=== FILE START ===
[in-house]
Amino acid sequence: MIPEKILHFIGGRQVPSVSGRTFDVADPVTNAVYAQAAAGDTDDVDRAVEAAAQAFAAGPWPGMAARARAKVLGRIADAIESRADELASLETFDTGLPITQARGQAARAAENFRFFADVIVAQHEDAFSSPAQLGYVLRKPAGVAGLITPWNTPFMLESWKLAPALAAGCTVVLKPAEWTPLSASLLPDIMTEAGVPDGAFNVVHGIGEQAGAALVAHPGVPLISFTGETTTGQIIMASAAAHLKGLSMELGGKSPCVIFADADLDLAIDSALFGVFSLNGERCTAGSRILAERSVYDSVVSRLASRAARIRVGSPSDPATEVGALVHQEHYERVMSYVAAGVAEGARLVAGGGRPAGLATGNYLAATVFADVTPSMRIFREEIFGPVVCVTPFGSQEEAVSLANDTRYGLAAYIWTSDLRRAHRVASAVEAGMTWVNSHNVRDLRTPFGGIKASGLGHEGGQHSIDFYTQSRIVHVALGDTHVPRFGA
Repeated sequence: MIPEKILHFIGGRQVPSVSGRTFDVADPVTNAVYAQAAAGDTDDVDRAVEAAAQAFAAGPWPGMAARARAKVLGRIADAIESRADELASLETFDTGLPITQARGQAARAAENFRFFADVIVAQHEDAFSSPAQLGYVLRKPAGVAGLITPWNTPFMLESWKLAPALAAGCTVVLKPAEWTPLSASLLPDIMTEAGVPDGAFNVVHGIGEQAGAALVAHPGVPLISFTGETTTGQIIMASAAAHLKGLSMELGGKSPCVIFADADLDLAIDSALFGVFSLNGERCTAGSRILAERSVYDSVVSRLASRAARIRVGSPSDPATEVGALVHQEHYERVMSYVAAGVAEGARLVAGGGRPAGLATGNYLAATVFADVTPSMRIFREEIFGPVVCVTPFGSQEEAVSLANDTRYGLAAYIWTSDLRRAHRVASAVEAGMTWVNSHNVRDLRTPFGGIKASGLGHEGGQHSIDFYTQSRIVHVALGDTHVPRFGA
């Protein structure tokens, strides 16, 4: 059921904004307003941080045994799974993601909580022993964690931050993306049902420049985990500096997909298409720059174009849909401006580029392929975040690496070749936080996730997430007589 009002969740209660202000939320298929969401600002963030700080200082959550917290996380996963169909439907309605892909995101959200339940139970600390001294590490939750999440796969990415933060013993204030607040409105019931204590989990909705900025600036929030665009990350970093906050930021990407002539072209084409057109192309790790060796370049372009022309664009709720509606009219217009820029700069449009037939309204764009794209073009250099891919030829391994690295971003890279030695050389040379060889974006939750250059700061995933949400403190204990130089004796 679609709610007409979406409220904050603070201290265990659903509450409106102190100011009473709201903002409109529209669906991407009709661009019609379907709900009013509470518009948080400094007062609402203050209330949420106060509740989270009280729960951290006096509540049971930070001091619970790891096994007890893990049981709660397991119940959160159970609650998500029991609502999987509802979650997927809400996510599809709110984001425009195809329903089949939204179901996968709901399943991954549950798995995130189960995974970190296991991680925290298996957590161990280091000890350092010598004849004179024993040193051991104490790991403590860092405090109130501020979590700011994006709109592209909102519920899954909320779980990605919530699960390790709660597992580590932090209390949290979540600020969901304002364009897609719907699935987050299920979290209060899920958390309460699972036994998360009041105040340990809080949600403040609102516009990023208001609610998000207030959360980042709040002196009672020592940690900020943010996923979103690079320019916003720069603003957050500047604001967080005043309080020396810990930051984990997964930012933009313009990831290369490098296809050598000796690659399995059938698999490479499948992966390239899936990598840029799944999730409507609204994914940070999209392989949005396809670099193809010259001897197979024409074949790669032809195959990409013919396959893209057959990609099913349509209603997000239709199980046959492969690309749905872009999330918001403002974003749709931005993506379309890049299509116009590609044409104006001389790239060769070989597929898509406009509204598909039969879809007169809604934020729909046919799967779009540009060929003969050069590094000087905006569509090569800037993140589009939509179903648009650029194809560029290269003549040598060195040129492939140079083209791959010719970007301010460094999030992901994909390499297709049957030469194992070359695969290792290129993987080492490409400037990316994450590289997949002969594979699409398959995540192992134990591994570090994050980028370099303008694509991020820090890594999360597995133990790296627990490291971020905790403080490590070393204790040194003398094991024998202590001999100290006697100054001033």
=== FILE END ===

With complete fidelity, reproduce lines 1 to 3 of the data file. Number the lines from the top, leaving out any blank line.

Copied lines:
[in-house]
Amino acid sequence: MIPEKILHFIGGRQVPSVSGRTFDVADPVTNAVYAQAAAGDTDDVDRAVEAAAQAFAAGPWPGMAARARAKVLGRIADAIESRADELASLETFDTGLPITQARGQAARAAENFRFFADVIVAQHEDAFSSPAQLGYVLRKPAGVAGLITPWNTPFMLESWKLAPALAAGCTVVLKPAEWTPLSASLLPDIMTEAGVPDGAFNVVHGIGEQAGAALVAHPGVPLISFTGETTTGQIIMASAAAHLKGLSMELGGKSPCVIFADADLDLAIDSALFGVFSLNGERCTAGSRILAERSVYDSVVSRLASRAARIRVGSPSDPATEVGALVHQEHYERVMSYVAAGVAEGARLVAGGGRPAGLATGNYLAATVFADVTPSMRIFREEIFGPVVCVTPFGSQEEAVSLANDTRYGLAAYIWTSDLRRAHRVASAVEAGMTWVNSHNVRDLRTPFGGIKASGLGHEGGQHSIDFYTQSRIVHVALGDTHVPRFGA
Repeated sequence: MIPEKILHFIGGRQVPSVSGRTFDVADPVTNAVYAQAAAGDTDDVDRAVEAAAQAFAAGPWPGMAARARAKVLGRIADAIESRADELASLETFDTGLPITQARGQAARAAENFRFFADVIVAQHEDAFSSPAQLGYVLRKPAGVAGLITPWNTPFMLESWKLAPALAAGCTVVLKPAEWTPLSASLLPDIMTEAGVPDGAFNVVHGIGEQAGAALVAHPGVPLISFTGETTTGQIIMASAAAHLKGLSMELGGKSPCVIFADADLDLAIDSALFGVFSLNGERCTAGSRILAERSVYDSVVSRLASRAARIRVGSPSDPATEVGALVHQEHYERVMSYVAAGVAEGARLVAGGGRPAGLATGNYLAATVFADVTPSMRIFREEIFGPVVCVTPFGSQEEAVSLANDTRYGLAAYIWTSDLRRAHRVASAVEAGMTWVNSHNVRDLRTPFGGIKASGLGHEGGQHSIDFYTQSRIVHVALGDTHVPRFGA